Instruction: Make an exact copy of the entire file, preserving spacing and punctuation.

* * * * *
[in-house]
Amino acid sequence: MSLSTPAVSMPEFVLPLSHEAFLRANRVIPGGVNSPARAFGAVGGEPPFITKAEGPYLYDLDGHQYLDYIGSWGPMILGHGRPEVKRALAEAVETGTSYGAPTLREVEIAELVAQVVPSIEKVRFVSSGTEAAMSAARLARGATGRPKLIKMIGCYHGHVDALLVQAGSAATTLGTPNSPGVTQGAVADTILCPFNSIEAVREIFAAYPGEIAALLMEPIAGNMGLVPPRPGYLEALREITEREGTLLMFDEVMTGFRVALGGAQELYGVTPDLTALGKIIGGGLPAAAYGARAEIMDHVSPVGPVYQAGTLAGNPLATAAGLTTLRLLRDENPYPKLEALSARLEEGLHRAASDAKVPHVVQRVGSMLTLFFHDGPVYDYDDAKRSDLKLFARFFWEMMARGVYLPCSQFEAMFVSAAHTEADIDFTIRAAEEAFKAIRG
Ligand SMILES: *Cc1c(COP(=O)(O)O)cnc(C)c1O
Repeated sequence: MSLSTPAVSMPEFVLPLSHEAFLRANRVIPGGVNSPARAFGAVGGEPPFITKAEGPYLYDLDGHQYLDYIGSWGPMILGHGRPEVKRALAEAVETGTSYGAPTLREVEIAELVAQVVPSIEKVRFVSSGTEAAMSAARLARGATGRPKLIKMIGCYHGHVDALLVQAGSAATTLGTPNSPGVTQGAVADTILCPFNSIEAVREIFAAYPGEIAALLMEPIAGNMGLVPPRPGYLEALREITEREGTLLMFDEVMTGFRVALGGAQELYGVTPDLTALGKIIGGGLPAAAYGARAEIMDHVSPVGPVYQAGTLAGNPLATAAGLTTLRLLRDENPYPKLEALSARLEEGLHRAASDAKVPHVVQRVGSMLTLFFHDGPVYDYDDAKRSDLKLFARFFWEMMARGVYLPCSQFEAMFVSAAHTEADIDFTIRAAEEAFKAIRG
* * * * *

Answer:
[in-house]
Amino acid sequence: MSLSTPAVSMPEFVLPLSHEAFLRANRVIPGGVNSPARAFGAVGGEPPFITKAEGPYLYDLDGHQYLDYIGSWGPMILGHGRPEVKRALAEAVETGTSYGAPTLREVEIAELVAQVVPSIEKVRFVSSGTEAAMSAARLARGATGRPKLIKMIGCYHGHVDALLVQAGSAATTLGTPNSPGVTQGAVADTILCPFNSIEAVREIFAAYPGEIAALLMEPIAGNMGLVPPRPGYLEALREITEREGTLLMFDEVMTGFRVALGGAQELYGVTPDLTALGKIIGGGLPAAAYGARAEIMDHVSPVGPVYQAGTLAGNPLATAAGLTTLRLLRDENPYPKLEALSARLEEGLHRAASDAKVPHVVQRVGSMLTLFFHDGPVYDYDDAKRSDLKLFARFFWEMMARGVYLPCSQFEAMFVSAAHTEADIDFTIRAAEEAFKAIRG
Ligand SMILES: *Cc1c(COP(=O)(O)O)cnc(C)c1O
Repeated sequence: MSLSTPAVSMPEFVLPLSHEAFLRANRVIPGGVNSPARAFGAVGGEPPFITKAEGPYLYDLDGHQYLDYIGSWGPMILGHGRPEVKRALAEAVETGTSYGAPTLREVEIAELVAQVVPSIEKVRFVSSGTEAAMSAARLARGATGRPKLIKMIGCYHGHVDALLVQAGSAATTLGTPNSPGVTQGAVADTILCPFNSIEAVREIFAAYPGEIAALLMEPIAGNMGLVPPRPGYLEALREITEREGTLLMFDEVMTGFRVALGGAQELYGVTPDLTALGKIIGGGLPAAAYGARAEIMDHVSPVGPVYQAGTLAGNPLATAAGLTTLRLLRDENPYPKLEALSARLEEGLHRAASDAKVPHVVQRVGSMLTLFFHDGPVYDYDDAKRSDLKLFARFFWEMMARGVYLPCSQFEAMFVSAAHTEADIDFTIRAAEEAFKAIRG